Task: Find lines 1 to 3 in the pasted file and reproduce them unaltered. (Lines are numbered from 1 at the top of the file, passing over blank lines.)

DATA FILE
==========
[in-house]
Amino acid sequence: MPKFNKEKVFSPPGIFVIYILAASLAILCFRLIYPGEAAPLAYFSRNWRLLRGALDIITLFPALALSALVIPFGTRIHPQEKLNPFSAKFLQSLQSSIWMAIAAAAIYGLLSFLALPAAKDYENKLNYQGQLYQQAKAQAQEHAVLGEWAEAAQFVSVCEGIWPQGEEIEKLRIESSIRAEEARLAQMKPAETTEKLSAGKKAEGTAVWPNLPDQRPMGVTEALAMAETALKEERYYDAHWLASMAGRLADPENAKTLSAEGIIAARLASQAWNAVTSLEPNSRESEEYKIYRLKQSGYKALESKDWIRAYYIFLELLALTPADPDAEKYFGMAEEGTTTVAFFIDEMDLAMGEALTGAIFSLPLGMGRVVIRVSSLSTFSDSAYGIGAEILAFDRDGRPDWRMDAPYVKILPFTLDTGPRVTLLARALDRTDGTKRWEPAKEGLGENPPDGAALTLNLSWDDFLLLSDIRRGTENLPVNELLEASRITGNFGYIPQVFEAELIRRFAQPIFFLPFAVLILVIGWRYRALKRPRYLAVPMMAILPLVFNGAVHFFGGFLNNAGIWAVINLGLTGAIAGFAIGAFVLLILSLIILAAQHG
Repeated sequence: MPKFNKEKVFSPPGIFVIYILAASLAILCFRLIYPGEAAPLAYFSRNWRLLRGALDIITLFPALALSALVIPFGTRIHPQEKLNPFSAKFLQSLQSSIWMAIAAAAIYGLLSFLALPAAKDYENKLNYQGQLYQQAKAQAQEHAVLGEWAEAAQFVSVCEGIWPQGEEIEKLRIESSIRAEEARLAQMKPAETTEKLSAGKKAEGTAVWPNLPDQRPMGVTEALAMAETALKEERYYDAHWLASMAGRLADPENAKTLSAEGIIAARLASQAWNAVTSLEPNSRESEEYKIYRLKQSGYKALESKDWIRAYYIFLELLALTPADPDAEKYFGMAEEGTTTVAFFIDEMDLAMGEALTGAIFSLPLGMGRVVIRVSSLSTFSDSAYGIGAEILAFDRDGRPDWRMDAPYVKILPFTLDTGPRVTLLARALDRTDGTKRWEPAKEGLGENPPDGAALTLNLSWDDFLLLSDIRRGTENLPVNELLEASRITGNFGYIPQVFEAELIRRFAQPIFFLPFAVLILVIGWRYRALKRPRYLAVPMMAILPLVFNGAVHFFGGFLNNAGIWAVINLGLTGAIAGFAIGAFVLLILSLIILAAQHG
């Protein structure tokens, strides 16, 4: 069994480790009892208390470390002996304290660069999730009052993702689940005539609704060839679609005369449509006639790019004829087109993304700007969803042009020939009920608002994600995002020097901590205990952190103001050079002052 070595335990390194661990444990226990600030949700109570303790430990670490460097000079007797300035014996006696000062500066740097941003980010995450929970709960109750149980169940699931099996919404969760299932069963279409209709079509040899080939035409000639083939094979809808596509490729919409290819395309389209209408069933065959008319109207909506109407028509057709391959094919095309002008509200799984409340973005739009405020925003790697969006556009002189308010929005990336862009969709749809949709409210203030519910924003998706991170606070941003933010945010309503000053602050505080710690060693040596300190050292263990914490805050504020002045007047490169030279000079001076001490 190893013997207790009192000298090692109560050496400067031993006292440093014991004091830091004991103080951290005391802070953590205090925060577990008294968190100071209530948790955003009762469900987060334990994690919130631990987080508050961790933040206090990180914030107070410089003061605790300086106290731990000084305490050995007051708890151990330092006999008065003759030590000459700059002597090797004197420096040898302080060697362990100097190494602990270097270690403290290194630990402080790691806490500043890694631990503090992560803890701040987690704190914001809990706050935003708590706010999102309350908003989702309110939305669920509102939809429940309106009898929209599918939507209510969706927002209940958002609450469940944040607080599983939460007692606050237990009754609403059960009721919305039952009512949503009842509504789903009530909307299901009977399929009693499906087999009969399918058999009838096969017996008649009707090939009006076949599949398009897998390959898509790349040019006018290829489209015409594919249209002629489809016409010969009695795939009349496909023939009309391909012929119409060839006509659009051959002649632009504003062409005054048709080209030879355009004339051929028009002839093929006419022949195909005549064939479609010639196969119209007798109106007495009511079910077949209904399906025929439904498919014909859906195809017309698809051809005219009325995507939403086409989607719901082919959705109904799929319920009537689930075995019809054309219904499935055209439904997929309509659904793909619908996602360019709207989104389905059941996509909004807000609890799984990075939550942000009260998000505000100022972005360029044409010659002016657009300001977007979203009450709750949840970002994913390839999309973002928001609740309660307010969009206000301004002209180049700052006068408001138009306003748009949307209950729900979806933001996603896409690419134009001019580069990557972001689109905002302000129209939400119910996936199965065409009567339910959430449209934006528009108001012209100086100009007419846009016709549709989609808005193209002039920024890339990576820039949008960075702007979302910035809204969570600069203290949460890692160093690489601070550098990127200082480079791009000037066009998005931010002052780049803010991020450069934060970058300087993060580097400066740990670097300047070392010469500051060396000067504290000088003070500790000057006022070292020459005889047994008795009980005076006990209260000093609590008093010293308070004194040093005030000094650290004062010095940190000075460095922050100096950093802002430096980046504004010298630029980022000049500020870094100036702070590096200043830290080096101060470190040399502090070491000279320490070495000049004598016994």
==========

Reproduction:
[in-house]
Amino acid sequence: MPKFNKEKVFSPPGIFVIYILAASLAILCFRLIYPGEAAPLAYFSRNWRLLRGALDIITLFPALALSALVIPFGTRIHPQEKLNPFSAKFLQSLQSSIWMAIAAAAIYGLLSFLALPAAKDYENKLNYQGQLYQQAKAQAQEHAVLGEWAEAAQFVSVCEGIWPQGEEIEKLRIESSIRAEEARLAQMKPAETTEKLSAGKKAEGTAVWPNLPDQRPMGVTEALAMAETALKEERYYDAHWLASMAGRLADPENAKTLSAEGIIAARLASQAWNAVTSLEPNSRESEEYKIYRLKQSGYKALESKDWIRAYYIFLELLALTPADPDAEKYFGMAEEGTTTVAFFIDEMDLAMGEALTGAIFSLPLGMGRVVIRVSSLSTFSDSAYGIGAEILAFDRDGRPDWRMDAPYVKILPFTLDTGPRVTLLARALDRTDGTKRWEPAKEGLGENPPDGAALTLNLSWDDFLLLSDIRRGTENLPVNELLEASRITGNFGYIPQVFEAELIRRFAQPIFFLPFAVLILVIGWRYRALKRPRYLAVPMMAILPLVFNGAVHFFGGFLNNAGIWAVINLGLTGAIAGFAIGAFVLLILSLIILAAQHG
Repeated sequence: MPKFNKEKVFSPPGIFVIYILAASLAILCFRLIYPGEAAPLAYFSRNWRLLRGALDIITLFPALALSALVIPFGTRIHPQEKLNPFSAKFLQSLQSSIWMAIAAAAIYGLLSFLALPAAKDYENKLNYQGQLYQQAKAQAQEHAVLGEWAEAAQFVSVCEGIWPQGEEIEKLRIESSIRAEEARLAQMKPAETTEKLSAGKKAEGTAVWPNLPDQRPMGVTEALAMAETALKEERYYDAHWLASMAGRLADPENAKTLSAEGIIAARLASQAWNAVTSLEPNSRESEEYKIYRLKQSGYKALESKDWIRAYYIFLELLALTPADPDAEKYFGMAEEGTTTVAFFIDEMDLAMGEALTGAIFSLPLGMGRVVIRVSSLSTFSDSAYGIGAEILAFDRDGRPDWRMDAPYVKILPFTLDTGPRVTLLARALDRTDGTKRWEPAKEGLGENPPDGAALTLNLSWDDFLLLSDIRRGTENLPVNELLEASRITGNFGYIPQVFEAELIRRFAQPIFFLPFAVLILVIGWRYRALKRPRYLAVPMMAILPLVFNGAVHFFGGFLNNAGIWAVINLGLTGAIAGFAIGAFVLLILSLIILAAQHG